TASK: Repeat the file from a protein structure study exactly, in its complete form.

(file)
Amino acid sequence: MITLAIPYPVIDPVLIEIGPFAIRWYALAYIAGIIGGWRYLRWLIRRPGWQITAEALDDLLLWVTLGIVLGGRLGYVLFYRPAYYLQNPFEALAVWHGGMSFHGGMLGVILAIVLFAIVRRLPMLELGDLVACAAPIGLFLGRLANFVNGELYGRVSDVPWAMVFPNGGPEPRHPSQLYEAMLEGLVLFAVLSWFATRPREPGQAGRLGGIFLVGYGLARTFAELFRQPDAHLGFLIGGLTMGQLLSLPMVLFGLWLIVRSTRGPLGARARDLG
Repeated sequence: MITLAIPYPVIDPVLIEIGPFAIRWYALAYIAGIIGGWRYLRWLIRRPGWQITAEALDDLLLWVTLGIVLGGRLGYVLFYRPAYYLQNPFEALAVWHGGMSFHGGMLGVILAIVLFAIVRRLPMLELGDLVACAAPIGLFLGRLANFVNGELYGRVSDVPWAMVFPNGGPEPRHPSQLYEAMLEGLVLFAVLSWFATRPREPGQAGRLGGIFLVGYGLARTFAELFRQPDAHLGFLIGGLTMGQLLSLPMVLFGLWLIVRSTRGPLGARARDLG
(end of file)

Amino acid sequence: MITLAIPYPVIDPVLIEIGPFAIRWYALAYIAGIIGGWRYLRWLIRRPGWQITAEALDDLLLWVTLGIVLGGRLGYVLFYRPAYYLQNPFEALAVWHGGMSFHGGMLGVILAIVLFAIVRRLPMLELGDLVACAAPIGLFLGRLANFVNGELYGRVSDVPWAMVFPNGGPEPRHPSQLYEAMLEGLVLFAVLSWFATRPREPGQAGRLGGIFLVGYGLARTFAELFRQPDAHLGFLIGGLTMGQLLSLPMVLFGLWLIVRSTRGPLGARARDLG
Repeated sequence: MITLAIPYPVIDPVLIEIGPFAIRWYALAYIAGIIGGWRYLRWLIRRPGWQITAEALDDLLLWVTLGIVLGGRLGYVLFYRPAYYLQNPFEALAVWHGGMSFHGGMLGVILAIVLFAIVRRLPMLELGDLVACAAPIGLFLGRLANFVNGELYGRVSDVPWAMVFPNGGPEPRHPSQLYEAMLEGLVLFAVLSWFATRPREPGQAGRLGGIFLVGYGLARTFAELFRQPDAHLGFLIGGLTMGQLLSLPMVLFGLWLIVRSTRGPLGARARDLG